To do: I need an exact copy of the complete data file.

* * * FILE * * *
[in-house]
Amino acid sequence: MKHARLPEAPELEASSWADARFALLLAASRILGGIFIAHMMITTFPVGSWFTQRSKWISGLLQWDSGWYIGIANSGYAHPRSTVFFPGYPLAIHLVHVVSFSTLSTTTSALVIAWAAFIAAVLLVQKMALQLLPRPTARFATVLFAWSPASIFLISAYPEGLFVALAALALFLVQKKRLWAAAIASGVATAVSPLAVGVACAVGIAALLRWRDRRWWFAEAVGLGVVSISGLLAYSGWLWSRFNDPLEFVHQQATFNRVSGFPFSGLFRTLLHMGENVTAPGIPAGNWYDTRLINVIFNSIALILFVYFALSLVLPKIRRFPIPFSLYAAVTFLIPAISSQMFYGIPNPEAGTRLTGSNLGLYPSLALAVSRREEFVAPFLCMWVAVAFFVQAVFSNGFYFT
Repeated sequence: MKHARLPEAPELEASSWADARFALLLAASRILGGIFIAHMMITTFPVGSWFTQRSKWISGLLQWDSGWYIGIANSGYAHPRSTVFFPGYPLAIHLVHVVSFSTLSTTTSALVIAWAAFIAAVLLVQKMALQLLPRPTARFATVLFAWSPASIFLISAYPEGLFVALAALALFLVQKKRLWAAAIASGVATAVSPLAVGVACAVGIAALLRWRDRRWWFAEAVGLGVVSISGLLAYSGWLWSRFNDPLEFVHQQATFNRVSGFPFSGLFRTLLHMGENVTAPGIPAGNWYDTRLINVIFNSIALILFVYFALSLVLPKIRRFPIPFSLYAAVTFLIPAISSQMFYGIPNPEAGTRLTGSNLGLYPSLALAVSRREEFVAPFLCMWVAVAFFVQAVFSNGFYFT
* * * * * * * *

[in-house]
Amino acid sequence: MKHARLPEAPELEASSWADARFALLLAASRILGGIFIAHMMITTFPVGSWFTQRSKWISGLLQWDSGWYIGIANSGYAHPRSTVFFPGYPLAIHLVHVVSFSTLSTTTSALVIAWAAFIAAVLLVQKMALQLLPRPTARFATVLFAWSPASIFLISAYPEGLFVALAALALFLVQKKRLWAAAIASGVATAVSPLAVGVACAVGIAALLRWRDRRWWFAEAVGLGVVSISGLLAYSGWLWSRFNDPLEFVHQQATFNRVSGFPFSGLFRTLLHMGENVTAPGIPAGNWYDTRLINVIFNSIALILFVYFALSLVLPKIRRFPIPFSLYAAVTFLIPAISSQMFYGIPNPEAGTRLTGSNLGLYPSLALAVSRREEFVAPFLCMWVAVAFFVQAVFSNGFYFT
Repeated sequence: MKHARLPEAPELEASSWADARFALLLAASRILGGIFIAHMMITTFPVGSWFTQRSKWISGLLQWDSGWYIGIANSGYAHPRSTVFFPGYPLAIHLVHVVSFSTLSTTTSALVIAWAAFIAAVLLVQKMALQLLPRPTARFATVLFAWSPASIFLISAYPEGLFVALAALALFLVQKKRLWAAAIASGVATAVSPLAVGVACAVGIAALLRWRDRRWWFAEAVGLGVVSISGLLAYSGWLWSRFNDPLEFVHQQATFNRVSGFPFSGLFRTLLHMGENVTAPGIPAGNWYDTRLINVIFNSIALILFVYFALSLVLPKIRRFPIPFSLYAAVTFLIPAISSQMFYGIPNPEAGTRLTGSNLGLYPSLALAVSRREEFVAPFLCMWVAVAFFVQAVFSNGFYFT